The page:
Arrogance and Insecurity: Two Sides of the Same Coin
I didn't appreciate my instructor reprimanding me publicly for my arrogance. Unfortunately for my ego, she was right. She was holding me up as an example of a successful seminar leader doing it alone. She pointed out I was here for me and only me. I was out to prove something about myself, not to serve others. The more I tried to wiggle my way out of the conversation, the more obvious it became to the 100 other seminar leaders how my arrogance had me by the throat; like a fish flopping on the deck of the boat trying helplessly to get back into safer waters. But everyone else knew how fucked I was.
It was only when I admitted that I'd rather be right than face my weakness; that I don’t want to help others unless I will be praised for it, did I achieve any relief or distance from my arrogance. And therein lies my humanity. Arrogance has been a character defect I have exhibited for years. But where does it come from? Why is it so automatic? It all stems back to a deep sense of insecurity I feel about myself and my abilities.
Structures that are insecure are likely to break. Like the frame of a building built upon sand can't withstand a spring storm, my confidence would crumble at the first forecast of my ego being threatened. If you are insecure, you are more likely to break under the pressure of life. So it is a natural human response to counteract a sense of insecurity by constantly needing to prove to yourself and others that you've "got it", you're fine on your own, and you've made it without the help of others. If you can fool everyone else that you're brilliant, smart, handsome, and successful, maybe you can fool yourself. Maybe not.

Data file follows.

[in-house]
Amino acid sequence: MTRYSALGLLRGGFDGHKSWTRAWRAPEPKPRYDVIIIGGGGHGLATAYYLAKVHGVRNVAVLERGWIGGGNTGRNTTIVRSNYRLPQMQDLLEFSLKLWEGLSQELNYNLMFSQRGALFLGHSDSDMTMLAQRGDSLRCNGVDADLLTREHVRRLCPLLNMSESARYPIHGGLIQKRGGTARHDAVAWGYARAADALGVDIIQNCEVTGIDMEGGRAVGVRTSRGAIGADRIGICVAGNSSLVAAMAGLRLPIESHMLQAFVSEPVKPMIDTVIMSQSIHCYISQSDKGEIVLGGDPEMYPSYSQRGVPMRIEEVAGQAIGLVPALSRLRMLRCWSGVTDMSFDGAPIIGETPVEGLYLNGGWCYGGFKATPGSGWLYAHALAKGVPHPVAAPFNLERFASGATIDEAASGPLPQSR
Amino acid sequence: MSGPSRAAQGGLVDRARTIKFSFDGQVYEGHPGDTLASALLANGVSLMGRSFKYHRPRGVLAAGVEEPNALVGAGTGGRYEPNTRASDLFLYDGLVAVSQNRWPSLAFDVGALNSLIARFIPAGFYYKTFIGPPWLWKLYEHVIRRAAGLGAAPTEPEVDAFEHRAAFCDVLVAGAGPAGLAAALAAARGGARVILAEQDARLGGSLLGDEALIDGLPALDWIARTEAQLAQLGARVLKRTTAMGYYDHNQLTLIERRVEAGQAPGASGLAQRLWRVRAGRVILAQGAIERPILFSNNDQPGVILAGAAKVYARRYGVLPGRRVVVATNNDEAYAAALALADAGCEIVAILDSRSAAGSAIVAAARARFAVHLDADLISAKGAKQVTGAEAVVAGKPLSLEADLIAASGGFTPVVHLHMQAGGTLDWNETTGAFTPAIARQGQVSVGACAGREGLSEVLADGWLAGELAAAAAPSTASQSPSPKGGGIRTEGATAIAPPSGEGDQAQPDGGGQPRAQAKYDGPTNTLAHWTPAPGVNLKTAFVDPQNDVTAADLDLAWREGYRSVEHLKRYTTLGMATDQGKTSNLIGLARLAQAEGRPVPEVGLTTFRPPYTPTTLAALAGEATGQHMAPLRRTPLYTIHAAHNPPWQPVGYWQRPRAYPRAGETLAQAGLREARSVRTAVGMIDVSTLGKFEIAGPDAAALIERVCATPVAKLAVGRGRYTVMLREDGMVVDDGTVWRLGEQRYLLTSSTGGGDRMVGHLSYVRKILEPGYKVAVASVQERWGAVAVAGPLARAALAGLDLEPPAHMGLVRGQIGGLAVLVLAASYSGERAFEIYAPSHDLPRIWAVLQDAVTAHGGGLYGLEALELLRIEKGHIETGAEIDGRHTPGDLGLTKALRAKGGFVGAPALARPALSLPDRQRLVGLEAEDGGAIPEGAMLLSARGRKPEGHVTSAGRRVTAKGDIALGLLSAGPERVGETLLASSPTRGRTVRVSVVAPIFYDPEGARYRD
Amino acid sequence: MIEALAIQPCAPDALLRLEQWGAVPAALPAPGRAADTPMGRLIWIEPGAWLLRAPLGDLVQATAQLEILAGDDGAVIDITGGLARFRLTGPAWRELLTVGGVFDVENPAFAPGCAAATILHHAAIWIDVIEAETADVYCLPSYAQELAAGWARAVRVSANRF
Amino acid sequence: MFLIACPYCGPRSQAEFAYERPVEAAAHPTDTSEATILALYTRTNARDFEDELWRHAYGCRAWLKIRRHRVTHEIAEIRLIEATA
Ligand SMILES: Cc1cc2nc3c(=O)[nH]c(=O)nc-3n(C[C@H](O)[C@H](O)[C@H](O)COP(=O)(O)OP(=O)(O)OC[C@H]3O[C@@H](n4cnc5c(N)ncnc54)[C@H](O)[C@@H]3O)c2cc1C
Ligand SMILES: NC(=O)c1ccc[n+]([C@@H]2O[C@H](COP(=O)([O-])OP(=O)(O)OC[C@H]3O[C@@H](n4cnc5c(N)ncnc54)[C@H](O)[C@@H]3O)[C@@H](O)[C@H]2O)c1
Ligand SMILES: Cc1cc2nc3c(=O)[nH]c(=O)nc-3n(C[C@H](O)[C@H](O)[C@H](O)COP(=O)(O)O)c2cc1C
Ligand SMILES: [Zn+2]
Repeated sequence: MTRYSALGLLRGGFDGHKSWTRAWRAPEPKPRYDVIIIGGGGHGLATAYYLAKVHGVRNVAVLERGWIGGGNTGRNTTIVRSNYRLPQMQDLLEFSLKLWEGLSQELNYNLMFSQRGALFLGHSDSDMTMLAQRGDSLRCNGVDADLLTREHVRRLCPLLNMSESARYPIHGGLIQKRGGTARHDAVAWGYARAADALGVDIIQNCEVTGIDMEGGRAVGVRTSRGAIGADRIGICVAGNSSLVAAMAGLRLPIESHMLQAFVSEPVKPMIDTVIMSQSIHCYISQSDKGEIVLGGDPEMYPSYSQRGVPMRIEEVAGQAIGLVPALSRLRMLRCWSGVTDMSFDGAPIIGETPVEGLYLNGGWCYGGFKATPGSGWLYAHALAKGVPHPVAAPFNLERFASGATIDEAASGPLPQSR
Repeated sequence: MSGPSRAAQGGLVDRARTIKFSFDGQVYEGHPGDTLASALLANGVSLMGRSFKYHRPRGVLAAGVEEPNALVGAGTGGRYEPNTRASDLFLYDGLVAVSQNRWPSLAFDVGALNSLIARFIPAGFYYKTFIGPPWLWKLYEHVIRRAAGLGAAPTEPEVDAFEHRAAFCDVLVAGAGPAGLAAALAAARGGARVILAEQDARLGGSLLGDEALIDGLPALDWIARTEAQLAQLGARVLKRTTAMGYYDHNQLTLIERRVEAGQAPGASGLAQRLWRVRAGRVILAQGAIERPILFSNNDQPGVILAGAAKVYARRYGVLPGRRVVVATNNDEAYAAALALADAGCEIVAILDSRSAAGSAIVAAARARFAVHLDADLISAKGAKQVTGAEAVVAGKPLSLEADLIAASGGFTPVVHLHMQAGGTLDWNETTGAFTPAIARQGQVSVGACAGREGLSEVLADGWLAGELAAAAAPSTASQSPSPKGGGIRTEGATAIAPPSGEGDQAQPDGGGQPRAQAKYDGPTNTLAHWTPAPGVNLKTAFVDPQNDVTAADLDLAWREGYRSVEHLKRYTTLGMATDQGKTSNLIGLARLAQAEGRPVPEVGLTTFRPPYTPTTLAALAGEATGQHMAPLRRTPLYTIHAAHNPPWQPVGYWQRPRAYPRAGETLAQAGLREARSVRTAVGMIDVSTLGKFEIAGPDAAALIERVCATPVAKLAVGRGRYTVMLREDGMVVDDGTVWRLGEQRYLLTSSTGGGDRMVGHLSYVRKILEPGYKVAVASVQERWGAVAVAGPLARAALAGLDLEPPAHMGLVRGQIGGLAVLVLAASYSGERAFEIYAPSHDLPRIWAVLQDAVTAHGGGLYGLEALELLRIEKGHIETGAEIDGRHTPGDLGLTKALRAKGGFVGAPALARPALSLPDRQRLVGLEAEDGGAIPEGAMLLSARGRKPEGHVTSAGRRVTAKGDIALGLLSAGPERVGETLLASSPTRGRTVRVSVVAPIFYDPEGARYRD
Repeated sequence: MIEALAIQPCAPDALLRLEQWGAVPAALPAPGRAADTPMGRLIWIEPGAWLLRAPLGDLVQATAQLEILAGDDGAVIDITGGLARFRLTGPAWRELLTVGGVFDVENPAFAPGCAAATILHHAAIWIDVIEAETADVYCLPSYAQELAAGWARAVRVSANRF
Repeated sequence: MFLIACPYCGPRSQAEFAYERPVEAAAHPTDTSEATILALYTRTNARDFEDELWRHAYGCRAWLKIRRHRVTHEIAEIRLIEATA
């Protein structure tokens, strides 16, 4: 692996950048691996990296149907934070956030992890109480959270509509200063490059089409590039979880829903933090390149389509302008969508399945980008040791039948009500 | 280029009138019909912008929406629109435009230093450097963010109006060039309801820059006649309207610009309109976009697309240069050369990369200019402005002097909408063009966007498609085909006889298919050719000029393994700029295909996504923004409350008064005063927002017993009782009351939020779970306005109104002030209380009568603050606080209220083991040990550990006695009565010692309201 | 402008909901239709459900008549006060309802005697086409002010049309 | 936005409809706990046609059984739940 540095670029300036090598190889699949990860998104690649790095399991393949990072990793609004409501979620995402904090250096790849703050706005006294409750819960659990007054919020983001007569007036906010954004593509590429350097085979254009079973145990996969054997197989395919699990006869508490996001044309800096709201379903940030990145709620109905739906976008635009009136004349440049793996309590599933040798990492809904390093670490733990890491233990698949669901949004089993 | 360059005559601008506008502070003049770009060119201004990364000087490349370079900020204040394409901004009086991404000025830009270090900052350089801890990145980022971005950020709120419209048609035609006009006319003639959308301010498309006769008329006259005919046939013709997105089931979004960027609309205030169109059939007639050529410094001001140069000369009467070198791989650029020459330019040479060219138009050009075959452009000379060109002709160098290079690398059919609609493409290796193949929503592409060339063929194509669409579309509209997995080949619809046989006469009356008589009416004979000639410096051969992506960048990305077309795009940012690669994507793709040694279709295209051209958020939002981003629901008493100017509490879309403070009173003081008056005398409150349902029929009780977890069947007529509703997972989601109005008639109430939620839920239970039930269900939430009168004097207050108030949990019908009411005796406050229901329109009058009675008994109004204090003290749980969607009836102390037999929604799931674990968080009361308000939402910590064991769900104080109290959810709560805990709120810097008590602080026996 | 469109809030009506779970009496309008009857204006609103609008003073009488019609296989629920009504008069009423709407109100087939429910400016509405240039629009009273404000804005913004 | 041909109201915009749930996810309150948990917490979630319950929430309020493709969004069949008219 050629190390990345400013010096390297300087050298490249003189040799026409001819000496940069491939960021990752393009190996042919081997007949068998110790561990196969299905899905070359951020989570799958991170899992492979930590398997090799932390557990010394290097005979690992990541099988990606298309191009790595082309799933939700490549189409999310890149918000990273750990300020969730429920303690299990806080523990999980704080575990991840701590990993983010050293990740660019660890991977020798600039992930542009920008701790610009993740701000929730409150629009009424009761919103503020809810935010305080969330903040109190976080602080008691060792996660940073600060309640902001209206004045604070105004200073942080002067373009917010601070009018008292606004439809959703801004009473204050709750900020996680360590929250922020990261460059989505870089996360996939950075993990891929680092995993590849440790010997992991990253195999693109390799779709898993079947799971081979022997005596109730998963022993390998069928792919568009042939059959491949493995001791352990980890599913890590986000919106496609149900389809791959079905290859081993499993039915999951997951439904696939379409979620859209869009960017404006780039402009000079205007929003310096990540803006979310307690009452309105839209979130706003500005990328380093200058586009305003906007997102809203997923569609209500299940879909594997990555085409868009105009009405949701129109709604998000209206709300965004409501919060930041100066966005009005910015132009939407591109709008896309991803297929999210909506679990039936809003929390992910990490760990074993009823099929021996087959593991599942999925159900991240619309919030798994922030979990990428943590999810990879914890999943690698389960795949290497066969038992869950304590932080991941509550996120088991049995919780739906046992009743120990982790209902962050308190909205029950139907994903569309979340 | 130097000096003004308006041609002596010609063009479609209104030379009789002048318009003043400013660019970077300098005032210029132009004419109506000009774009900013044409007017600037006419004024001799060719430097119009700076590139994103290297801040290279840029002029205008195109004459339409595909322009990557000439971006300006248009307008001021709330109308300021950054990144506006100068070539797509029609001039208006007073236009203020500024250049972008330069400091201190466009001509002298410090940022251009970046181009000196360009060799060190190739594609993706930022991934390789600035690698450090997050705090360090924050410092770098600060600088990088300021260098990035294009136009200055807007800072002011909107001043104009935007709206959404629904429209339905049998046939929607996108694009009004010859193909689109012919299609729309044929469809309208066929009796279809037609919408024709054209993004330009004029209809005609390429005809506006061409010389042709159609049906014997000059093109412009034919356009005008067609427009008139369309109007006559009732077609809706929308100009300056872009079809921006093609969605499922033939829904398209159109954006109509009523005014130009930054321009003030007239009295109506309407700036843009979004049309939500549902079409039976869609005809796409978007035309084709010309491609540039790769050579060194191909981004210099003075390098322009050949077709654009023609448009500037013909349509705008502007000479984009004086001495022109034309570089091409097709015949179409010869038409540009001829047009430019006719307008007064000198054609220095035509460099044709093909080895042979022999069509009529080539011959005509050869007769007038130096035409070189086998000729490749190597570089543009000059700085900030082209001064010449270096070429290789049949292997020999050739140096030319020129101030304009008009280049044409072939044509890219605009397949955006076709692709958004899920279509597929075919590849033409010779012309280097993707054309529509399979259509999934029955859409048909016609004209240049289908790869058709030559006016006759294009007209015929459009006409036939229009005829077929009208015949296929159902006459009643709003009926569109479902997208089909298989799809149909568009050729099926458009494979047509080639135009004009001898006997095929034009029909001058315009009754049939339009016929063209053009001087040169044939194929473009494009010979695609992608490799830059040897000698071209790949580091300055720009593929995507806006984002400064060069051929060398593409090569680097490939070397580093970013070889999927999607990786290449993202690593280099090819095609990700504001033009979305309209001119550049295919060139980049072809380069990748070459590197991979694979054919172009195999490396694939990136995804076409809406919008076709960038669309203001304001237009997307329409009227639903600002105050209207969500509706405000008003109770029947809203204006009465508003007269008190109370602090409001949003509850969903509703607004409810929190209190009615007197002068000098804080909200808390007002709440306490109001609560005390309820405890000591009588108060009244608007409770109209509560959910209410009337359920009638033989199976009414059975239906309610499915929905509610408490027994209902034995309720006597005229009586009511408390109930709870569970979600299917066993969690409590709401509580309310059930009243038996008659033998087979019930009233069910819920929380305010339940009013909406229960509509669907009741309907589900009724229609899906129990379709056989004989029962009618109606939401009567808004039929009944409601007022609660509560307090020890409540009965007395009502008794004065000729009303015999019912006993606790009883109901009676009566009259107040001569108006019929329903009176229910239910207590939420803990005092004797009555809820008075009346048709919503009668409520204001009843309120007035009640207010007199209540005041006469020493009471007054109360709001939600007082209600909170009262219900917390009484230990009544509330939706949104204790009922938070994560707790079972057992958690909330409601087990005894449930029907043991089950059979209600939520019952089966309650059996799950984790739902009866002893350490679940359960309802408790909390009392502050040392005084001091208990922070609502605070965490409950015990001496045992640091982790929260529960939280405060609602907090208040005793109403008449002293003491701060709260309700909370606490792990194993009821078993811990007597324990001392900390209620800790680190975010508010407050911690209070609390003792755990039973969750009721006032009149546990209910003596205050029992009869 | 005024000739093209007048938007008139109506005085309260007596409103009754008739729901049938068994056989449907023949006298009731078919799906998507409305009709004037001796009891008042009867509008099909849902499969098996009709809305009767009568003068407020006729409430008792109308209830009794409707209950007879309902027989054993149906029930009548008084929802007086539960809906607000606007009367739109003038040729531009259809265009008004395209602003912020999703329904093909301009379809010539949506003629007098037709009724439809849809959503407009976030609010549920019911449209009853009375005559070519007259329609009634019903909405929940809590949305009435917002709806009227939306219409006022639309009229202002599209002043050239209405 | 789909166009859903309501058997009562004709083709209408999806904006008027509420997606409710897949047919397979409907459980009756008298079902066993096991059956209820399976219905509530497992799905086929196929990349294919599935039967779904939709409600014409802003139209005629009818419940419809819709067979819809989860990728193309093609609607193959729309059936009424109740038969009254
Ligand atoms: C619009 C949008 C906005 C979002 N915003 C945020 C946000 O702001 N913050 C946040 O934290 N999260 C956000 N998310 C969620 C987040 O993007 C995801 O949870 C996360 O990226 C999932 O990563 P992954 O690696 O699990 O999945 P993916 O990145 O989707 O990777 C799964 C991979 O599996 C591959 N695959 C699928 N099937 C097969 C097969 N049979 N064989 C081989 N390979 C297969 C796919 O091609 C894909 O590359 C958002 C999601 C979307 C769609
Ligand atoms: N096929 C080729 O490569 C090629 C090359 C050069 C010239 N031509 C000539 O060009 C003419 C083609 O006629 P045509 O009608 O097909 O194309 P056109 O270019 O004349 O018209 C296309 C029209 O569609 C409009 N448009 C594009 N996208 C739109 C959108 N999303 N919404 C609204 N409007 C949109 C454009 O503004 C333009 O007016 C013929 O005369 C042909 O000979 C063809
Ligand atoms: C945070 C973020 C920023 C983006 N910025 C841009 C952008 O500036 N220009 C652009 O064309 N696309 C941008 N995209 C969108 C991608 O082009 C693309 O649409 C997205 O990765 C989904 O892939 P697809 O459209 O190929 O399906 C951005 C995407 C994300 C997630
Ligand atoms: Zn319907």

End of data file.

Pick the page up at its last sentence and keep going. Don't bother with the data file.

Arrogance and insecurity are two sides of the same coin. I artificially inflate my own self-importance because I am not grounded in my own power, power that has been given to me through the decades of life experiences and rigorous training I have received.
Back to my instructor. Fortunately for my higher self, she threw me a life line; a binary choice forward "it's either you (your ego) or people." "What'll it be?" she shouted through the phone. "Choose yourself and quit this program, or get over yourself and do the work to learn and grow." After an uncomfortably long pause, I chose people. I chose to get over myself. At least that one time.
I traveled back from this weekend training to my weekly seminar of 50 participants and simply let go of my automatic desire to be the center of attention. What unfolded was one of the most successful seminar programs I had ever delivered. My attention was on the people, their lives, and exploring the conversations necessary to impact each and every human being in my seminar.
In order to achieve sustainable success, I must constantly shrink my ego down to fit through the narrow passages that lead to higher states of thinking and collaboration. Many men I coach in my webinars, Warrior's Weekend or Warrior's Odyssey Mastermind are the opposite of me. They lack confidence in themselves, just like me but they wallow in that insecurity. One is not better than the other. We're all the same. Every man I have guided is hiding their insecurity from themselves or others. And in that sense, we are all hiding our brilliance from ourselves and from the world.